History[edit | edit source]
During the Middle Eastern War, the Westland Wiltshire had proven to be extremely useful in the transport and gunship role, but several engagements had shown that it was too slow and vulnerable to ground fire to act as a true attack helicopter as envisioned by the Ministry of Defence. Therefore Operational Requirement OR.64.AH1 was issued in 1964, calling for a dedicated attack helicopter. Only two entries were received, one from Bell Heavy Industries in Canada and another from Westland. Bell soon dropped out when it became apparent that the company was too small for a project of this size, while the Westland entry was developed further.
The first two prototypes (W-56A and -56B) first flew in 1966, and quickly showed that the push propeller at the rear and the downward tailfin needlessly complicated the aircraft and prospective maintenance cycles, as well as drastically increasing it's weight. The first two issues were remedied, and while the helicopter never quite reached the projected minimum weight and speed, it was still accepted to supplement the heavy attack/transport Fairey Rotodyne, entering service in 1968.
In 1976, Westland began development of the "Life Extension and Upgrade System" which was to give the Worcester the ability to use new guided weapons then entering service or in late development, but persistent weight issues and increasingly complicated electronics delayed implementation.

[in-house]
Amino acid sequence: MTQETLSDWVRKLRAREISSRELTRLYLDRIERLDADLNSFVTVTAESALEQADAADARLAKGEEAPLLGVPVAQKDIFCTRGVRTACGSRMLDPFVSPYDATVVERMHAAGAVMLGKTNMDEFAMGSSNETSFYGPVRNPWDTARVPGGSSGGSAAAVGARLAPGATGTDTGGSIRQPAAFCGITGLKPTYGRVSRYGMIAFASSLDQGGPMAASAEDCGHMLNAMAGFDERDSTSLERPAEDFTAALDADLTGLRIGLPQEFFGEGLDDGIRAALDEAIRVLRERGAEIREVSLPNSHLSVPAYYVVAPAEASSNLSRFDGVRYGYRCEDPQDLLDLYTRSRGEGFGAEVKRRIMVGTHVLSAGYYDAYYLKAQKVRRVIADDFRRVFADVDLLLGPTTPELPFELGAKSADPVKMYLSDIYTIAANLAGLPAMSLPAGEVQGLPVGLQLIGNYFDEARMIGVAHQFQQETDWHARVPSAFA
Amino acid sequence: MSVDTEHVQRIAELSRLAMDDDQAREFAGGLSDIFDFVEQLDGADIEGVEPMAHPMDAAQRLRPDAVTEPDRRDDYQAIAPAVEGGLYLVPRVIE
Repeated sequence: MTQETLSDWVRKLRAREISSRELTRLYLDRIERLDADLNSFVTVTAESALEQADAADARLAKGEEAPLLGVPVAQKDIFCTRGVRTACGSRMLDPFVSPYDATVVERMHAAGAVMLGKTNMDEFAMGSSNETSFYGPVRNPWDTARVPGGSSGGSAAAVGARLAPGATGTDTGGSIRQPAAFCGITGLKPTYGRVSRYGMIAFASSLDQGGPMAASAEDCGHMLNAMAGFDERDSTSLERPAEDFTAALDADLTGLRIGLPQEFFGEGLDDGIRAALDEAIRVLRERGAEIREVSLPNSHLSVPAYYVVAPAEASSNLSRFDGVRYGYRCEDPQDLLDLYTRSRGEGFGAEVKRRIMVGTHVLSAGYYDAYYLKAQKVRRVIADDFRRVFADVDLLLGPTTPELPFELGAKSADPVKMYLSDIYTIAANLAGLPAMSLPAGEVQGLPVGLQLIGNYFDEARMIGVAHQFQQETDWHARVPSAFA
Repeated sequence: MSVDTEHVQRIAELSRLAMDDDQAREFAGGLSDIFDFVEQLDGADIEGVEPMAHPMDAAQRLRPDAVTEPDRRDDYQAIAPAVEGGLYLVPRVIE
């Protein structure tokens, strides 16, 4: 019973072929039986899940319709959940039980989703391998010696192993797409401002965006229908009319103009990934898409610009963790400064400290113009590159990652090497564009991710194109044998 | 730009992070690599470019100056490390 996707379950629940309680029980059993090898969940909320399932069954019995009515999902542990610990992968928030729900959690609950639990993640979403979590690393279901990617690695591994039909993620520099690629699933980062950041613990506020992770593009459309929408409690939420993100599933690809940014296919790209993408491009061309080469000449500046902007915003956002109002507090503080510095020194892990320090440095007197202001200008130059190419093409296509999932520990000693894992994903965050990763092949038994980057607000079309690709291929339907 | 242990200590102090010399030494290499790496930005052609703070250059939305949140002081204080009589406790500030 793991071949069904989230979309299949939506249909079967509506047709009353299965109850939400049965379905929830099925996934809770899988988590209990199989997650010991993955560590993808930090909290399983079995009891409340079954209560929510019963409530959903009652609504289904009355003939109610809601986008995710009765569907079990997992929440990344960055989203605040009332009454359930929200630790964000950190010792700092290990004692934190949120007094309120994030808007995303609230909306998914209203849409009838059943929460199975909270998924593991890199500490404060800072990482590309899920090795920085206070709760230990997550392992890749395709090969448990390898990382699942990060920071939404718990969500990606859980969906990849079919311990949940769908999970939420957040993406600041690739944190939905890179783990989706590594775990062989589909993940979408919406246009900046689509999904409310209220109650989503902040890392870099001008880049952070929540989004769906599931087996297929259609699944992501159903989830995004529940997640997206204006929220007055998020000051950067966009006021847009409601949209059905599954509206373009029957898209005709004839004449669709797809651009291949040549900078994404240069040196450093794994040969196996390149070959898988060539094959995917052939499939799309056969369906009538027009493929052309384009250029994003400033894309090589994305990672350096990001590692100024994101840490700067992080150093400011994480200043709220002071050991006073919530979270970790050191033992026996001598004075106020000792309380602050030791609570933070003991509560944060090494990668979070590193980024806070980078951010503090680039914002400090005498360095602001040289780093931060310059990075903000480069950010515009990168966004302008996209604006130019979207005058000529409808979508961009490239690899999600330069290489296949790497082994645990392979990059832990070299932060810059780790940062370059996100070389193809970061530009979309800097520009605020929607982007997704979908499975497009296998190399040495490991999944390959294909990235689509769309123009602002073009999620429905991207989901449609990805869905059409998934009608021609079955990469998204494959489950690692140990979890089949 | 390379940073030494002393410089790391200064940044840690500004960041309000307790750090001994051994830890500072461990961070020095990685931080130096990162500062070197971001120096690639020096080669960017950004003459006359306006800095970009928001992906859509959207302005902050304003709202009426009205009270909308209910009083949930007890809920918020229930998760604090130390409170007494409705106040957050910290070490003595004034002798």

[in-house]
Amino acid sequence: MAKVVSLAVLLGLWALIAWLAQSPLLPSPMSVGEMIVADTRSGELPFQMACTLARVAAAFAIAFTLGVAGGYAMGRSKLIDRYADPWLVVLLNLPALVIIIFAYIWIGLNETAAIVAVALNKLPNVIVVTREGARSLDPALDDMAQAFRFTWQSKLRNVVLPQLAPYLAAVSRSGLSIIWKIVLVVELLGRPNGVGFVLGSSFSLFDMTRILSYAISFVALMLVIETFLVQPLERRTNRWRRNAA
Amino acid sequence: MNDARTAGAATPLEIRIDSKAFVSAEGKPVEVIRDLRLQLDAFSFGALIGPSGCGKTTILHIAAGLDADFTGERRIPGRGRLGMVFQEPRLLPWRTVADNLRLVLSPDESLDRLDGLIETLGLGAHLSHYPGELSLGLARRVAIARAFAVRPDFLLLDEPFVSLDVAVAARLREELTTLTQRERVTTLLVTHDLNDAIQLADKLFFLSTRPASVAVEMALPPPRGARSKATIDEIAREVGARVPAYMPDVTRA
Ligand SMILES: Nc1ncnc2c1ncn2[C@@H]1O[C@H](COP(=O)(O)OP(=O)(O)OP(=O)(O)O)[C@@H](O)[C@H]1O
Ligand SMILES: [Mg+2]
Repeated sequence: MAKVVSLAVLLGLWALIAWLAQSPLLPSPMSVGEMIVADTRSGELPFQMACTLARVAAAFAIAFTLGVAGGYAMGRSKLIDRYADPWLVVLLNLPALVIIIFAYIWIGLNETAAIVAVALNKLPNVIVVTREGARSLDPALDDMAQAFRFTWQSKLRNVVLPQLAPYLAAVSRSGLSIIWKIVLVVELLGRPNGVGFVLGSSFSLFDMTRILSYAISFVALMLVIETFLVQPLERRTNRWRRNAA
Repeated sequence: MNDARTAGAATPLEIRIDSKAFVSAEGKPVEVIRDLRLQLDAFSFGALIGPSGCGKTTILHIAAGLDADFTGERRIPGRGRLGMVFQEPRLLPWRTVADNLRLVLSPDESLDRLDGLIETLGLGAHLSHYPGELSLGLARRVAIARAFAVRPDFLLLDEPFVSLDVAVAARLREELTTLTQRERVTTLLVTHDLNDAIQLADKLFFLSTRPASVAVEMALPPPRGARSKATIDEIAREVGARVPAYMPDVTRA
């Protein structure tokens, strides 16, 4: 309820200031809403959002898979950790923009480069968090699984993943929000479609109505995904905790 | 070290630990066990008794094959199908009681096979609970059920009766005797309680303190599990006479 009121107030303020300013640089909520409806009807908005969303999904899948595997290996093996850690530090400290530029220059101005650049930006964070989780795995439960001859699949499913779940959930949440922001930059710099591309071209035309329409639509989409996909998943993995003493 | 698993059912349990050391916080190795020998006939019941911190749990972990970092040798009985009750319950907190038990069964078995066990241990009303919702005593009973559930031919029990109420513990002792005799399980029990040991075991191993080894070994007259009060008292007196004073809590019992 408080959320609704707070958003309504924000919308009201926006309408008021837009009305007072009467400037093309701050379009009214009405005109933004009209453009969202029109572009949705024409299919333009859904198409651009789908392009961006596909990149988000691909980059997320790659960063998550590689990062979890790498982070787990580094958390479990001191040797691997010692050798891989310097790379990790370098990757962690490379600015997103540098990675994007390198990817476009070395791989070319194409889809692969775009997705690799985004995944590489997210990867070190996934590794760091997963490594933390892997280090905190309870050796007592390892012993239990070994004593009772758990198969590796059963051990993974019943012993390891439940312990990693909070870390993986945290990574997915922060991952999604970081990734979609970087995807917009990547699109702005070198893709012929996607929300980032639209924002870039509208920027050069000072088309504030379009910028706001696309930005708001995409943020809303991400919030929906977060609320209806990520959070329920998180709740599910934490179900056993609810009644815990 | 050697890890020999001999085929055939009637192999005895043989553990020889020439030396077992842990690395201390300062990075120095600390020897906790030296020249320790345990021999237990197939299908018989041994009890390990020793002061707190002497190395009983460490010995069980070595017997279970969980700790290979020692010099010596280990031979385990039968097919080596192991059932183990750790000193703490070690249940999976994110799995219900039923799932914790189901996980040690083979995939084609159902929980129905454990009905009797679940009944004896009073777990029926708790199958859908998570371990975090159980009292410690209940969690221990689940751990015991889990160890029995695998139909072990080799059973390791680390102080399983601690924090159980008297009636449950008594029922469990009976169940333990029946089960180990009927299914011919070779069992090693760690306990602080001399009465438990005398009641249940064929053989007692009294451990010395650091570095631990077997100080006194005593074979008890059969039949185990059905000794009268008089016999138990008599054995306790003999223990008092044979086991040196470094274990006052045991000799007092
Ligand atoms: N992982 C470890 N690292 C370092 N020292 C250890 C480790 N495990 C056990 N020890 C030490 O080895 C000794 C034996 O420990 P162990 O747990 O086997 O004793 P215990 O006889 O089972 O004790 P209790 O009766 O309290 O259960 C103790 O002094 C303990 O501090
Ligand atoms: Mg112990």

The Westland Super Worcester, which entered service in 1979, includes a second engine, a lengthened tail boom, and additional hardpoints.
Super Worcester[edit | edit source]
In 1976, Westland began development ot the "Life Extension and Upgrade System" which was to give the Iroquois the ability to use new guided weapons then entering service or in late development, but persisting weight issues and the increasingly complicated electronic systems delayed things, and when the Super Worcester entered service in 1979, it was twin engined (at the request of the Royal Marines who had expressed interest in 1977) and had a lengthened tailboom and two additional hardpoints on each side. Most other changes were less visible, but put together essentially turned the Super Worcester into an entirely new aircraft
The Super Worcester series can be considered equivalent to the OTL AH-64 and variants.
Users[edit | edit source]
- British Empire
- Republic of China
- West Japan